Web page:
Huawei first in 3GPP security testing

Under pressure, Huawei has invested $tens of billions in security. It only makes sense that it is tking the lead in conventional security testing. 3GPP, the industry’s standards body, confirms Huawei is the first to pass GPP’s Security Assurance Specifications (SCAS) testing in both LTE and 5G.

While an important symbol, it’s very hard to extrapolate from testing to truly effective security, No one is certain what threats will arise in the 5G era, It’s highly likely many new issues will be discovered for which there is no test plan, 5G will involve many more components, many of them cheap IoT devices. Many experts are fearfulof the enlarged “Attack Surface.”

Nor does testing like this tell us much about the real issue, penetration by a nation-state. The Russians have recently cracked slews of US government systems. The hacking group Cozy Bear penetrated, among others, the US Department of (Nuclear) Energy. Separately, Microsoft was deeply breached.

The real evidence on security is deeply classified and often distorted for political purposes. Neither I nor anyone not a part of the security apparatus can provide real answers.

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Blasphemy: The US problem is Huawei’s security is too good

Everyone knows the $100B/year US security apparatus taps almost the entire Internet. Friendly governments help from Australia to Canada to France. Companies like AT&T, Ericsson, Verizon, and Nokia obviously cooperate.

The NSA assumes that China is attempting to do the same and that Huawei as a Chinese company will provide assistance. The evidence suggests otherwise.

Huawei is the primary opponent of US security. Hundreds of expert agents have been looking for evidence of Huawei spying. They haven’t found anything. The dog hasn’t barked. Almost certainly, little or nothing is going on.

Could it be that Huawei’s offence is not cooperating with US spying, unlike Nokia & Ericsson? I have no evidence, but it’s a plausible inference.

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World telcos push for Huawei

GSMA lobbies for all the giant telcos. Nothing in this release about security mentions Huawei but everyone knows that’s the real subject. Telcos know that losing a supplier would raise prices. Huawei has earned respect through 15 years of hard work.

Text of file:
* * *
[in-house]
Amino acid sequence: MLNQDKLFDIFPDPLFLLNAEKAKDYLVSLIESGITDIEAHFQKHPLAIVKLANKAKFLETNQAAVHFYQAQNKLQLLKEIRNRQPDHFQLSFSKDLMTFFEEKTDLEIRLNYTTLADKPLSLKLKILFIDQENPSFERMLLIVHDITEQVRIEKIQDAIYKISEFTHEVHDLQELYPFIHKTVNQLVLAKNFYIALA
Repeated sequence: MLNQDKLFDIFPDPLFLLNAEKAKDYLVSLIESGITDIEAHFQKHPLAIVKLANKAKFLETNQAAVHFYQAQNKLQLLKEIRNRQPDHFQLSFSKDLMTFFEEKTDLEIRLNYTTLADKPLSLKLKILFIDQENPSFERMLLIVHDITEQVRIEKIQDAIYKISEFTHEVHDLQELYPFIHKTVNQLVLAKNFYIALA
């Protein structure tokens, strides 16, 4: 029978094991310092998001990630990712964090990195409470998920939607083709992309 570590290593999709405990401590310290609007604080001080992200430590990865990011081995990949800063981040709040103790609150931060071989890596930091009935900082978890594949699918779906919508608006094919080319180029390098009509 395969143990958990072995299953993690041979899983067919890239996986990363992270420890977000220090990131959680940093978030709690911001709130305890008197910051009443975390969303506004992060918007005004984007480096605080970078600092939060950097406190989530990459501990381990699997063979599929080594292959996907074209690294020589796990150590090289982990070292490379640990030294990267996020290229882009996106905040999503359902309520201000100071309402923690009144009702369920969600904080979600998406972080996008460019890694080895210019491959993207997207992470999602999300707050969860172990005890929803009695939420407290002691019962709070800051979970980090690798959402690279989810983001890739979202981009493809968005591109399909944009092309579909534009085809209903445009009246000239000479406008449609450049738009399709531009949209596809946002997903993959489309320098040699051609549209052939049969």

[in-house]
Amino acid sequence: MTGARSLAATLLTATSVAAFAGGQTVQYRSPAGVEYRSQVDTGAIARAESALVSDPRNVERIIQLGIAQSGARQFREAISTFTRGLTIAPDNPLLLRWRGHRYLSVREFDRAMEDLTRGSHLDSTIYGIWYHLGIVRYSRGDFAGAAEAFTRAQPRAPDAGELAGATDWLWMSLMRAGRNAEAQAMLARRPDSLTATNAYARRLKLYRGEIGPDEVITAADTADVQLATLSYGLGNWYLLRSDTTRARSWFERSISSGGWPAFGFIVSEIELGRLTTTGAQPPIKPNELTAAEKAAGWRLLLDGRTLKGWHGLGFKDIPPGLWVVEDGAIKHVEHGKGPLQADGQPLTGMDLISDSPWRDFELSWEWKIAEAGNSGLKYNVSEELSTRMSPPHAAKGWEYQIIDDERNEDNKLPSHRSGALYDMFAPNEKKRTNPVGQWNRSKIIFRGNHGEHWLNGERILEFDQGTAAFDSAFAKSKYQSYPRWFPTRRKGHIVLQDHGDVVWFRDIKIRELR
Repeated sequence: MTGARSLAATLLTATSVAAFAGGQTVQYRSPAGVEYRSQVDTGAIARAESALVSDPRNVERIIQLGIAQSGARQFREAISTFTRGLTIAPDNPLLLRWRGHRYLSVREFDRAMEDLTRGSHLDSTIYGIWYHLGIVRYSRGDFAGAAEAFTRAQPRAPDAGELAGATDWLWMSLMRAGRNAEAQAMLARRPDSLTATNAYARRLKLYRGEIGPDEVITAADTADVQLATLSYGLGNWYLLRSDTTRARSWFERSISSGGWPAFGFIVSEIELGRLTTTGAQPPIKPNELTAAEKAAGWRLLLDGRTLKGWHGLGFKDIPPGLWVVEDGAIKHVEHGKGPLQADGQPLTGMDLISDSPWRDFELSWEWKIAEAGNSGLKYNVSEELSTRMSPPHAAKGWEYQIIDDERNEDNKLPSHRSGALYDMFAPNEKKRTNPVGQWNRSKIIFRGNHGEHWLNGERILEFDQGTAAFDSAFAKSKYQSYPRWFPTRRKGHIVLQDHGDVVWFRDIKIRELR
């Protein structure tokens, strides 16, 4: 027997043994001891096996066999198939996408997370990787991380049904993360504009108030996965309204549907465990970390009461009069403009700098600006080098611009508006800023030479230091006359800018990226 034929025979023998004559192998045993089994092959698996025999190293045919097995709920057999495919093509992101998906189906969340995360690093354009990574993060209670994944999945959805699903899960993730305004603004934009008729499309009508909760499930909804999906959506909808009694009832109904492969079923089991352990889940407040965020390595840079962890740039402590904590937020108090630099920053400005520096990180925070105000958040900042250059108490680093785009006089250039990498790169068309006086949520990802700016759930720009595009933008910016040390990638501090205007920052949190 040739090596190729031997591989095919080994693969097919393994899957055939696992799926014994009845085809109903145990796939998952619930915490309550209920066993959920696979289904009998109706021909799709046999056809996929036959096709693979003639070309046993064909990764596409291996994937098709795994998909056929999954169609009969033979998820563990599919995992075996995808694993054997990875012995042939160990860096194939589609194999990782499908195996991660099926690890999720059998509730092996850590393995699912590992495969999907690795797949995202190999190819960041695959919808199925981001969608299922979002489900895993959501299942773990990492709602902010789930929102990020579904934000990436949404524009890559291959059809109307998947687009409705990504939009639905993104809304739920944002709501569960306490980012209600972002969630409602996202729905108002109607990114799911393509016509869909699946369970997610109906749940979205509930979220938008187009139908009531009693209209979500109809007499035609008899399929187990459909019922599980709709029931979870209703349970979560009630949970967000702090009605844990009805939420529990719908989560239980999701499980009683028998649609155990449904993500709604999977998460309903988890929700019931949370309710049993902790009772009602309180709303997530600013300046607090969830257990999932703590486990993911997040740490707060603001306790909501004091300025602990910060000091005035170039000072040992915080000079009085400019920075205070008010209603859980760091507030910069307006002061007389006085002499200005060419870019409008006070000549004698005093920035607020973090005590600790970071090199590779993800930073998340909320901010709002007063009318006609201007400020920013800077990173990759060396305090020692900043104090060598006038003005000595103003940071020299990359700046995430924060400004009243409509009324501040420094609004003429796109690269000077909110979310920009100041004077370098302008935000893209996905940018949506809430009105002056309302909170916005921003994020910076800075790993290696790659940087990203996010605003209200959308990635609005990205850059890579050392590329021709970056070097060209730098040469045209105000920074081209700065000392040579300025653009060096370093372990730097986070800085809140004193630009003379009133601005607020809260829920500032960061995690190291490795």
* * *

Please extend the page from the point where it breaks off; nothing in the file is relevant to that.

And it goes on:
One comment is almost certainly a mistake. Cutting out Huawei would not, “delay 5G deployment by years across Europe.” Huawei is ahead of Ericsson and Nokia in many things, but not years ahead. Huawei does well when telcos compare it with the Europeans, but Ericsson, Nokia, and Samsumg are also very, very good.

If I headlined GSMA says Ericsson, Nokia years behind in 5G, Matts Granryd would get some very angry phone calls. That’s the implication of what they wrote, probably without thinking.

GSMA could makes strong points on this subject without stretching the truth.

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Top spook says “No Huawei spying.”

Robert Hannigan was Head of GCHQ, Britain’s equal of the U.S. NSA. Before that, he was the Prime Minister’s Security Adviser. England and the U.S. work together on security so he probably knows more about the spy stuff than anyone else in Europe.

In the Financial Times, Hannigan just wrote “Blanket Bans on Chinese Tech Companies Like Huawei Make No Sense” R| Feb. 12, 2019

“The UK National Cyber Security Centre has never found evidence of malicious Chinese state cyber activity through Huawei.” He was in charge.

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U.S. security people urge European telcos to us Huawei. ?Satire

Reuters reports an anonymous U.S. official “we are urging folks not to rush ahead and sign contracts with untrusted suppliers.” Given that nearly all telco executives see Huawei as one of their most trusted suppliers, that should be interpreted as the U.S. urging them to buy from Huawei.

Huawei today has the most extensive security review of any telco supplier. Britain has a high level committee of experts with complete access. Chancellor Merkel this week proposed that Germany should set up a similar review, with support from Deutsche Telekom.

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